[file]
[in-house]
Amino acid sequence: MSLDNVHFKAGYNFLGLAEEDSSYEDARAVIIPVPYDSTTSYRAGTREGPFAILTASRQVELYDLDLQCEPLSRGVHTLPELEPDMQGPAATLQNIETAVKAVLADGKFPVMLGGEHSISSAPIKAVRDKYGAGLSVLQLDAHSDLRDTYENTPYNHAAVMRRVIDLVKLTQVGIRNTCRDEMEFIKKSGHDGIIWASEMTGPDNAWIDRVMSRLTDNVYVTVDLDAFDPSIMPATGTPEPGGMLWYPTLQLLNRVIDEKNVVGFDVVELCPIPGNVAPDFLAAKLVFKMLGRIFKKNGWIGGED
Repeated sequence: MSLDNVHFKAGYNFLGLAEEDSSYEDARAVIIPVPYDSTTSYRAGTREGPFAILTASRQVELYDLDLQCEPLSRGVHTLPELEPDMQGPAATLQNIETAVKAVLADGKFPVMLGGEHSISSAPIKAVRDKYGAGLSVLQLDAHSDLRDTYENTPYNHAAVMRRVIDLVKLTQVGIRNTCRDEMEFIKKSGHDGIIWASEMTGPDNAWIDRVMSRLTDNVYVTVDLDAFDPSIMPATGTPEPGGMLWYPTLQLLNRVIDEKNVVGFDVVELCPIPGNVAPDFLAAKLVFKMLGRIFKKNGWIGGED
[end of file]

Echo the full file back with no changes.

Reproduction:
[in-house]
Amino acid sequence: MSLDNVHFKAGYNFLGLAEEDSSYEDARAVIIPVPYDSTTSYRAGTREGPFAILTASRQVELYDLDLQCEPLSRGVHTLPELEPDMQGPAATLQNIETAVKAVLADGKFPVMLGGEHSISSAPIKAVRDKYGAGLSVLQLDAHSDLRDTYENTPYNHAAVMRRVIDLVKLTQVGIRNTCRDEMEFIKKSGHDGIIWASEMTGPDNAWIDRVMSRLTDNVYVTVDLDAFDPSIMPATGTPEPGGMLWYPTLQLLNRVIDEKNVVGFDVVELCPIPGNVAPDFLAAKLVFKMLGRIFKKNGWIGGED
Repeated sequence: MSLDNVHFKAGYNFLGLAEEDSSYEDARAVIIPVPYDSTTSYRAGTREGPFAILTASRQVELYDLDLQCEPLSRGVHTLPELEPDMQGPAATLQNIETAVKAVLADGKFPVMLGGEHSISSAPIKAVRDKYGAGLSVLQLDAHSDLRDTYENTPYNHAAVMRRVIDLVKLTQVGIRNTCRDEMEFIKKSGHDGIIWASEMTGPDNAWIDRVMSRLTDNVYVTVDLDAFDPSIMPATGTPEPGGMLWYPTLQLLNRVIDEKNVVGFDVVELCPIPGNVAPDFLAAKLVFKMLGRIFKKNGWIGGED